The shortened working hours implementations vary between 25 and 32 hours.


The 4-day week cannot be imposed


The 4DWW is not a magic bullet. It cannot be imposed and productivity does not magically skyrocket. The 4DWW is a cross-company or cross-enterprise project, which requires all participants to be actively on board. First and foremost, the employees and the management.


Implementation is crucial


In fact, implementation is key. There are many stumbling blocks on the way to a successful implementation of 4DWW, such as fears, tensions, concerns and interests of different stakeholders. An appropriate involvement of all stakeholders is important as well as a communication in which there are open ears for the passive resistances so that they can dissolve. Perhaps surprisingly, employees sometimes flee from home to work. One day less in the office can lead to stress. The list of stumbling blocks is long and therefore it is worthwhile to work with an organizational developer.


The 20% less work is more than compensated by increased productivity and efficiency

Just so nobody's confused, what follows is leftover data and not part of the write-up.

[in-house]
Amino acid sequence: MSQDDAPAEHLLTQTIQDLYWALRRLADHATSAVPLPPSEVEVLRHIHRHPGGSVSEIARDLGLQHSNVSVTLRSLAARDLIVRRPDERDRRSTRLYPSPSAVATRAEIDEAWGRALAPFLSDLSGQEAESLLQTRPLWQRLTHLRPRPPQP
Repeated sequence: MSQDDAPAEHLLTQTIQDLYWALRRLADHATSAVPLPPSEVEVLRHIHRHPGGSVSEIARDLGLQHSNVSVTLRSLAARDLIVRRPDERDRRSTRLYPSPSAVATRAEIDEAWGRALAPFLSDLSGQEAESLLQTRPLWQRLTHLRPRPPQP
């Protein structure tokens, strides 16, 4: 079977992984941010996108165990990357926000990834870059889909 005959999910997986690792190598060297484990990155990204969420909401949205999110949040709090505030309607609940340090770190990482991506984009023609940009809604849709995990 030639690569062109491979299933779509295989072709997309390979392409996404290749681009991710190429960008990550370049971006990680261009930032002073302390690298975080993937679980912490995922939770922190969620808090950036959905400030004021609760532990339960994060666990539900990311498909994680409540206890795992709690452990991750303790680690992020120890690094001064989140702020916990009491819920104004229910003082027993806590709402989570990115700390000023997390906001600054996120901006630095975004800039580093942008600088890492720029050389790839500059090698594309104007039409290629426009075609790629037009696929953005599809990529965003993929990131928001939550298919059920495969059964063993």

Everyone will quickly ask the question, how does it all work financially? The 4DWW can only work if the work of five days is done 80% of the time. The compensation needed for this comes from increased efficiency and productivity. But not by blindly eliminating the coffee break. Employees and teams develop measures themselves so that the measures actually fit and are supported. But also the prospect of something actually valuable - life time - releases the necessary energy and motivation. The measures taken are often diverse and individual and cannot be transferred verbatim from one company to another.

The companies that have successfully implemented this have all seen an increase in sales. At Microsoft Japan, the increase in productivity was as much as 40%.



The increased efficiency and productivity are maintained over time


Fair enough. Employees increase their efficiency and productivity, but doesn't it drop again after a year? This often happens after organizational development measures.